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A bypass for Everest: Nepal seeks to lure climbers to alternative mountains

Himalayan peaks could be leased to private tourism companies in an attempt to ease increasing congestion on Mount Everest, officials in Nepal have said.

The proposal would involve hiring out some of the 326 Himalayan peaks that are currently open to climbers in the poor south Asian country, in an attempt to lure mountaineers away from Everest.

The highest mountain in the world is suffering from traffic jams and environmental degradation as hundreds of mountaineers attempt its ascent in a short window of favourable weather in late spring every year. Hundreds of other peaks, many unclimbed, receive no attention.

The move is also designed to attract more climbers to the impoverished country, which depends on the revenue from tourism.

“We have begun discussion on leasing unclimbed peaks to the private sector, to promote these mountains as new tourism products,” said Mohan Krishna Sapkota, spokesman for the tourism ministry.

“We are open to both Nepalese and foreign private companies… We are confident that if the plan goes ahead, it will generate revenues for Nepal,” Sapkota told Agence France-Presse.

The proposal would need to be passed by cabinet to get the green light. If agreed, it may take several months before it is implemented.

The Nepal Mountaineering Association (NMA), a national body representing tourism promoters, welcomed the proposal, which it said would be “a very good step”.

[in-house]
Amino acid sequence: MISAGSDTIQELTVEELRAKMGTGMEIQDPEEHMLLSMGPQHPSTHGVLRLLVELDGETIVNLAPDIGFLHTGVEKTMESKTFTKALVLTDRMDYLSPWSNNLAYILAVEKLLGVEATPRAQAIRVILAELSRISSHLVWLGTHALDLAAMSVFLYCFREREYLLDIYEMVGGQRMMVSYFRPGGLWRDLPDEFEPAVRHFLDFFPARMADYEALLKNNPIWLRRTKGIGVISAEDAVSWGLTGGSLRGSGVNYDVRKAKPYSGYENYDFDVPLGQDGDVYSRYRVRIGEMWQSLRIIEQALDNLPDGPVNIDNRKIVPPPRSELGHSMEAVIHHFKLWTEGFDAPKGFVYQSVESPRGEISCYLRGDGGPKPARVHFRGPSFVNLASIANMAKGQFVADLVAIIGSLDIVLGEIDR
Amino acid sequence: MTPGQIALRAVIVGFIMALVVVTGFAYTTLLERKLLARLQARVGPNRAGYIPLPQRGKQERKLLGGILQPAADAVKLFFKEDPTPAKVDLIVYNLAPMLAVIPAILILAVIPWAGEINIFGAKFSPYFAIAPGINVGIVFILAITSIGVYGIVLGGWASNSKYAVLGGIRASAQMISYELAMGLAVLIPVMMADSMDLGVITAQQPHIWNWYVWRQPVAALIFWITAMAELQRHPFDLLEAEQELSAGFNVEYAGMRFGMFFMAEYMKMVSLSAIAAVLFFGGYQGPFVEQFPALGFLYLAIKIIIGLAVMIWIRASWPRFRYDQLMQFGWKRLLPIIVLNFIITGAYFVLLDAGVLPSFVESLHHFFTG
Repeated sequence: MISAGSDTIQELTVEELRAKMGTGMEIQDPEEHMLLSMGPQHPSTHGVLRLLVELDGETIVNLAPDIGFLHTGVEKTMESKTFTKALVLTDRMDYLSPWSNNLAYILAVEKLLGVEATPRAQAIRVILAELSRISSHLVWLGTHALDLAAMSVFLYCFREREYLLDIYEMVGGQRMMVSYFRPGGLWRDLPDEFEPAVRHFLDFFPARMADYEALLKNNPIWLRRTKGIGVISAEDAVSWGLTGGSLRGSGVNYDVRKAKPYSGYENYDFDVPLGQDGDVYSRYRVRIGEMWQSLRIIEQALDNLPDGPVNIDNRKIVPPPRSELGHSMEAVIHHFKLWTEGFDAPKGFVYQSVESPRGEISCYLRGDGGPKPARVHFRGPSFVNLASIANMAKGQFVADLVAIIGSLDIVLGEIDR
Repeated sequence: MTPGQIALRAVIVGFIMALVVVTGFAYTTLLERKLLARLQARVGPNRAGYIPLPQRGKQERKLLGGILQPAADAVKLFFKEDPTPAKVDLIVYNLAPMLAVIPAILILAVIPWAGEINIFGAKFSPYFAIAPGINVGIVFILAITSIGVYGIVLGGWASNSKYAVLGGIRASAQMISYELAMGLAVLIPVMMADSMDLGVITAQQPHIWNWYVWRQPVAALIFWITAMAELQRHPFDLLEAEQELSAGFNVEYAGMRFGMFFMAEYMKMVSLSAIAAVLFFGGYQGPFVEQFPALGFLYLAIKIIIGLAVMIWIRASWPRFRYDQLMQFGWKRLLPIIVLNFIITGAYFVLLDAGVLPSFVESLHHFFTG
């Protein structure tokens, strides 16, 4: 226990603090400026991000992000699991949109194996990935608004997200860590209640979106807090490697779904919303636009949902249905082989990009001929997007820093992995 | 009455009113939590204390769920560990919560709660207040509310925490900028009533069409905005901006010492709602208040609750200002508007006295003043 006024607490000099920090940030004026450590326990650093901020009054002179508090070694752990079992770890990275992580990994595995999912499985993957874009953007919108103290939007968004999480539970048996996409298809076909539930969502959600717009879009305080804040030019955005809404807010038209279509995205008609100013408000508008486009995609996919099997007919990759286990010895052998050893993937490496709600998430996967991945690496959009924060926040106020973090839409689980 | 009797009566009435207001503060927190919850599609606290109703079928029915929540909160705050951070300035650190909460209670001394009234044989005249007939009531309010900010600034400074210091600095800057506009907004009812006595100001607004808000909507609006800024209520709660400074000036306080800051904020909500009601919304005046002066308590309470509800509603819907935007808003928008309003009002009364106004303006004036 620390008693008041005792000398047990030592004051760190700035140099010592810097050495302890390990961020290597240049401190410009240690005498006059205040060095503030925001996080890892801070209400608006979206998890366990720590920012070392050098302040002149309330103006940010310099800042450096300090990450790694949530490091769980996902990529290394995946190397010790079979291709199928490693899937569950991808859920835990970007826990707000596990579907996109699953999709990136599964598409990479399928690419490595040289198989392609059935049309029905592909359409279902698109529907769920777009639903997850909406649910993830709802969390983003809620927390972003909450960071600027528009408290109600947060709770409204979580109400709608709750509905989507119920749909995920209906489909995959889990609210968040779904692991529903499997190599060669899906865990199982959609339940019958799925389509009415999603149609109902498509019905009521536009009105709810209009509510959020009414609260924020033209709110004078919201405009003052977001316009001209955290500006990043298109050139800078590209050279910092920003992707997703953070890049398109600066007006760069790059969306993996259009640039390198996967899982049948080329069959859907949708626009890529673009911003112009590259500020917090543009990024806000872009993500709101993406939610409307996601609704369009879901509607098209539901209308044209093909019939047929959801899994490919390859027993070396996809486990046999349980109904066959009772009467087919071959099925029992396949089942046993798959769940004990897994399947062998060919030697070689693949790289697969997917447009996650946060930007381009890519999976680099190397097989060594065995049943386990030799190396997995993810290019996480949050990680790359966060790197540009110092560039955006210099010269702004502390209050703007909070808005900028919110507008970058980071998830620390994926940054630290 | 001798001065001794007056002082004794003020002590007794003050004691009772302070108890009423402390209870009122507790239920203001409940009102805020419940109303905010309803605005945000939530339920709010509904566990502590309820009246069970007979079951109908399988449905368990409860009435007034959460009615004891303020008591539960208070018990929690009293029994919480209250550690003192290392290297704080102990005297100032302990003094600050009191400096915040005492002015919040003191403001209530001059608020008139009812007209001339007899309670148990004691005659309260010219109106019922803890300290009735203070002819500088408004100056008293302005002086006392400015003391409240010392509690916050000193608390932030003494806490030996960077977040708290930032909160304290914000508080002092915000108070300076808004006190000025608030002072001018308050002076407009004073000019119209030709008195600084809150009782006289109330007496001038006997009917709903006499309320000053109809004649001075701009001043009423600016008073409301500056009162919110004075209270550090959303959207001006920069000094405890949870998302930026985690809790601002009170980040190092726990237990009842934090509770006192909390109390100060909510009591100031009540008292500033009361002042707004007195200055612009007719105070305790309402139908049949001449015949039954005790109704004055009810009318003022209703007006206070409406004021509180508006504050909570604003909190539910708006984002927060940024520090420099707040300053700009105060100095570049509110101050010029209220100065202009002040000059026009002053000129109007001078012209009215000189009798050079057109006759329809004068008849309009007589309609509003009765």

“The private sectors can sell tourism products better in comparison to the government sector,” said Ang Tshering Sherpa, the NMA’s president.

“Private sector professionals have good networks worldwide and can bring more climbers and tourists to Nepal,” Sherpa said.

In recent weeks, Nepal has introduced a raft of measures to boost tourism and also allay concerns of overcrowding on Mount Everest.

Officials have slashed mountaineering fees for many other peaks while requiring each climber scaling Everest to bring back 8kg (17.6 lbs) of garbage in an attempt to clean up the “roof of the world”.

Last year, officials floated the idea of installing a ladder on the famous Hillary Step, a crucial stretch of technical climbing at nearly 8,840 metres (29,000ft) on Everest, named after its first climber, Sir Edmund Hillary.

Last year, more than 500 climbers reached the summit of Everest. On 19 May, around 150 climbed the last 915 metres to the peak within hours of each other, causing lengthy delays as mountaineers queued to descend or ascend harder sections.